[January, 1903. The first reading of any book whose terminology is new and strange is nearly sure to leave the reader in a bewildered and sarcastic state of mind. But now that, during the past two months, I have, by diligence gained a fair acquaintanceship with Science and Health technicalities, I no longer find the bulk of that work hard to understand.--M. T.]

P.S. The wisdom harvested from the foregoing thoughts has already done me a service and saved me a sorrow. Nearly a month ago there came to me from one of the universities a tract by Dr. Edward Anthony Spitzka on the "Encephalic Anatomy of the Races." I judged that my opinion was desired by the university, and I was greatly pleased with this attention and wrote and said I would furnish it as soon as I could. That night I put my plodding and disheartening Christian Science mining aside and took hold of the matter. I wrote an eager chapter, and was expecting to finish my opinion the next day, but was called away for a week, and my mind was soon charged with other interests. It was not until to-day, after the lapse of nearly a month, that I happened upon my Encephalic chapter again. Meantime, the new wisdom had come to me, and I read it with shame. I recognized that I had entered upon that work in far from the right temper--far from the respectful and judicial spirit which was its due of reverence. I had begun upon it with the following paragraph for fuel:

"FISSURES OF THE PARIETAL AND OCCIPITAL LOBES (LATERAL SURFACE).--The Postcentral Fissural Complex--In this hemicerebrum, the postcentral and subcentral are combined to form a continuous fissure, attaining a length of 8.5 cm. Dorsally, the fissure bifurcates, embracing the gyre indented by the caudal limb of the paracentral. The caudal limb of the postcentral is joined by a transparietal piece. In all, five additional rami spring from the combined fissure. A vadum separates it from the parietal; another from the central."

It humiliates me, now, to see how angry I got over that; and how scornful. I said that the style was disgraceful; that it was labored and tumultuous, and in places violent, that the treatment was involved and erratic, and almost, as a rule, bewildering; that to lack of simplicity was added a lack of vocabulary; that there was quite too much feeling shown; that if I had a dog that would get so excited and incoherent over a tranquil subject like Encephalic Anatomy I would not pay his tax; and at that point I got excited myself and spoke bitterly of these mongrel insanities, and said a person might as well try to understand Science and Health.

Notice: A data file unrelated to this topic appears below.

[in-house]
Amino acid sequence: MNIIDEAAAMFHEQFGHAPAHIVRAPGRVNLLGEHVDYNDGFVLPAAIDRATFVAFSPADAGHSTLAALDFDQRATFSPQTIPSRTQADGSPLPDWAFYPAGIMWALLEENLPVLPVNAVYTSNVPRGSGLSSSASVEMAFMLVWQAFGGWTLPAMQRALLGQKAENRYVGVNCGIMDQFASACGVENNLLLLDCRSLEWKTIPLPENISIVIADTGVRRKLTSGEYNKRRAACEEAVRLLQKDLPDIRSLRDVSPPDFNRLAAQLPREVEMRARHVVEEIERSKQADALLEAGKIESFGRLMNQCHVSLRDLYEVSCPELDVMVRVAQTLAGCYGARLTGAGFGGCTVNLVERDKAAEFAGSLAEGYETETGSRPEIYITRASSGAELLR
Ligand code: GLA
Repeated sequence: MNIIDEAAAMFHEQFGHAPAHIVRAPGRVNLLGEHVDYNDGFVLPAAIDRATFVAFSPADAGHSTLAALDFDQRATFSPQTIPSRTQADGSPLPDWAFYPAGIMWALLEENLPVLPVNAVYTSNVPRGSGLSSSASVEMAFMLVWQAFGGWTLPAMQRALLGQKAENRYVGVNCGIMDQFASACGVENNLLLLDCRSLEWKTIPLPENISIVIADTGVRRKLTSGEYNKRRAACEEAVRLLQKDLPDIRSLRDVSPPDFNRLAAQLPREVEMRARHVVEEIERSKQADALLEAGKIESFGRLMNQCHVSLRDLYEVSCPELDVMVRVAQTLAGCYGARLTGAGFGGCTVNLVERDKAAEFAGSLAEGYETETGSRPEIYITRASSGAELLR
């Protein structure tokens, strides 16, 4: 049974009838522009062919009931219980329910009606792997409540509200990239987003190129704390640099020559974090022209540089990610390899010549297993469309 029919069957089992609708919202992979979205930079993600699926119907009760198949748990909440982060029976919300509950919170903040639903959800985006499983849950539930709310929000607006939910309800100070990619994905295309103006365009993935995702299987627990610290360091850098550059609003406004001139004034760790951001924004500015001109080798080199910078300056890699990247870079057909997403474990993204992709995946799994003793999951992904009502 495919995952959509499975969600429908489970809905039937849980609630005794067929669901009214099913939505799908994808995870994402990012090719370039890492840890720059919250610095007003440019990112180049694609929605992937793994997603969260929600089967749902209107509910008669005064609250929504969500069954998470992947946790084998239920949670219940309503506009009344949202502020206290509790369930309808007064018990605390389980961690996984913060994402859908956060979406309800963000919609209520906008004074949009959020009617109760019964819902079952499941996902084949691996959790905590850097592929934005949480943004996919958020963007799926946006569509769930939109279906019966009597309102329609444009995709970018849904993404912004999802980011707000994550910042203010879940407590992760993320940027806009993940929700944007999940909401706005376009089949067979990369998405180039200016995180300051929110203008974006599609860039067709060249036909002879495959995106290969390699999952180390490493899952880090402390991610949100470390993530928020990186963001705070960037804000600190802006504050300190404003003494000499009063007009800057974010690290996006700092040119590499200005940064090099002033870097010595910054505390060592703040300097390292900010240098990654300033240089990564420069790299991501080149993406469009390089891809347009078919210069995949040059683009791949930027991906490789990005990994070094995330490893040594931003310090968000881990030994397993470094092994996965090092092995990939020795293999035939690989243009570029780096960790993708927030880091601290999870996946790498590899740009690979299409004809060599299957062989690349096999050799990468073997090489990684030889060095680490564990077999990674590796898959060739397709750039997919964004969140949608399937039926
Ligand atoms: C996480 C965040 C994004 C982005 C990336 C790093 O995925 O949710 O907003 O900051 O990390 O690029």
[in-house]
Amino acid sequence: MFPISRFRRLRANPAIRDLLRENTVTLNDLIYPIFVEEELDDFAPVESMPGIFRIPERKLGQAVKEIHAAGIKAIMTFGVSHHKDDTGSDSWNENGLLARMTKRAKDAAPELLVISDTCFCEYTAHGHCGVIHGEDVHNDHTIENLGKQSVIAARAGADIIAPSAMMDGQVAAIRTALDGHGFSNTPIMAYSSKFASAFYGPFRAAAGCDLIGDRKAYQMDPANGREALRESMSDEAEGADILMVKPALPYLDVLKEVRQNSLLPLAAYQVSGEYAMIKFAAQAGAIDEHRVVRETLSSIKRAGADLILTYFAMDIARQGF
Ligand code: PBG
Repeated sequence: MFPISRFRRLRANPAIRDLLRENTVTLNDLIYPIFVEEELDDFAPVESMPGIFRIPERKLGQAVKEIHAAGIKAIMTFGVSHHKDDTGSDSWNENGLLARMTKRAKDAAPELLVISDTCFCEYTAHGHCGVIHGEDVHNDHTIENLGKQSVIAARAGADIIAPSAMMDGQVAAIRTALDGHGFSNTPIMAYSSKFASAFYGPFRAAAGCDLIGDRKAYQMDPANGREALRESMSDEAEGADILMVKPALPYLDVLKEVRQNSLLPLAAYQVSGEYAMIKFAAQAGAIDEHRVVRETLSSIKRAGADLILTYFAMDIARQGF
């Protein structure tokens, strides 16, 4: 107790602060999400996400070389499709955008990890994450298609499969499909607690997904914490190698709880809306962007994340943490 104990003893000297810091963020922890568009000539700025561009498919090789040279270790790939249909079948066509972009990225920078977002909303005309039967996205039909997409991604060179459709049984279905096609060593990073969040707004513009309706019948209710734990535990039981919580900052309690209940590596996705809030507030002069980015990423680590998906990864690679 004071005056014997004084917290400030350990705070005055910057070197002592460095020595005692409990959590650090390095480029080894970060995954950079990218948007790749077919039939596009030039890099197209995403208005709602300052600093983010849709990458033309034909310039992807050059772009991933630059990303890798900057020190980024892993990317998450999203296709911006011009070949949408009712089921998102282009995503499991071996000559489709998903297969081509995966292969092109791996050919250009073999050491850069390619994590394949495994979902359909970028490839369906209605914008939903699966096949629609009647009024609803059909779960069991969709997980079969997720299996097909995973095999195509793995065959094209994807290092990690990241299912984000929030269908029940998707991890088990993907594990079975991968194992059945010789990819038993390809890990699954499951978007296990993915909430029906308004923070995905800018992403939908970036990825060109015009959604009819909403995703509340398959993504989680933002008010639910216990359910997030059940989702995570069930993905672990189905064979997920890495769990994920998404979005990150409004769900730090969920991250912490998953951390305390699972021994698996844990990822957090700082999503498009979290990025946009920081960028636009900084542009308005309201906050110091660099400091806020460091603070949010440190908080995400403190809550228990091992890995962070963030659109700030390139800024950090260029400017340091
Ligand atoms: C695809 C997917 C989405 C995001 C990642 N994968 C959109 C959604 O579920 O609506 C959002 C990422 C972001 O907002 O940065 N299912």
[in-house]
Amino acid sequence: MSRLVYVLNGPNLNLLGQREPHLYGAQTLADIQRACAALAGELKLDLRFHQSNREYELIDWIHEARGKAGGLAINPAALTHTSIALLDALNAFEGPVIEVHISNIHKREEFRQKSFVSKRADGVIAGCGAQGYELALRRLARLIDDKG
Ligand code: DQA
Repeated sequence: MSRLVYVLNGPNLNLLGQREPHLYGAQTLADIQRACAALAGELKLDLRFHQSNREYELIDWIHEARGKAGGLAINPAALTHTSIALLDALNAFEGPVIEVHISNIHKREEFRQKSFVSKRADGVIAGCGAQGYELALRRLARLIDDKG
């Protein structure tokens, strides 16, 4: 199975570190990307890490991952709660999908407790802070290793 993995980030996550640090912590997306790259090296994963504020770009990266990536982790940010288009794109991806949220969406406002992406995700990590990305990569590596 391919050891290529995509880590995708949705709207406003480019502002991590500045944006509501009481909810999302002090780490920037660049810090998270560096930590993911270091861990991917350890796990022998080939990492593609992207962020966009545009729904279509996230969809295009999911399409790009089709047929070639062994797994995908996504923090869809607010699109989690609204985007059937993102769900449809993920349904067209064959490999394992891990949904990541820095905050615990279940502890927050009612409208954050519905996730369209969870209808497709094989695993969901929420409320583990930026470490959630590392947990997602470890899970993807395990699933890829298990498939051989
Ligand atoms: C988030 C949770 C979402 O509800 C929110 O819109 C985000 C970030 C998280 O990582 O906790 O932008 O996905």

[I know, now, where the trouble was, and am glad of the interruption that saved me from sending my verdict to the university. It makes me cold to think what those people might have thought of me.--M. T.]


No one doubts--certainly not I--that the mind exercises a powerful influence over the body. From the beginning of time, the sorcerer, the interpreter of dreams, the fortune-teller, the charlatan, the quack, the wild medicine-man, the educated physician, the mesmerist, and the hypnotist have made use of the client's imagination to help them in their work. They have all recognized the potency and availability of that force. Physicians cure many patients with a bread pill; they know that where the disease is only a fancy, the patient's confidence in the doctor will make the bread pill effective.

Faith in the doctor. Perhaps that is the entire thing. It seems to look like it. In old times the King cured the king's evil by the touch of the royal hand. He frequently made extraordinary cures. Could his footman have done it? No--not in his own clothes. Disguised as the King, could he have done it? I think we may not doubt it. I think we may feel sure that it was not the King's touch that made the cure in any instance, but the patient's faith in the efficacy of a King's touch. Genuine and remarkable cures have been achieved through contact with the relics of a saint.

Mark Twain
Classic Literature Library

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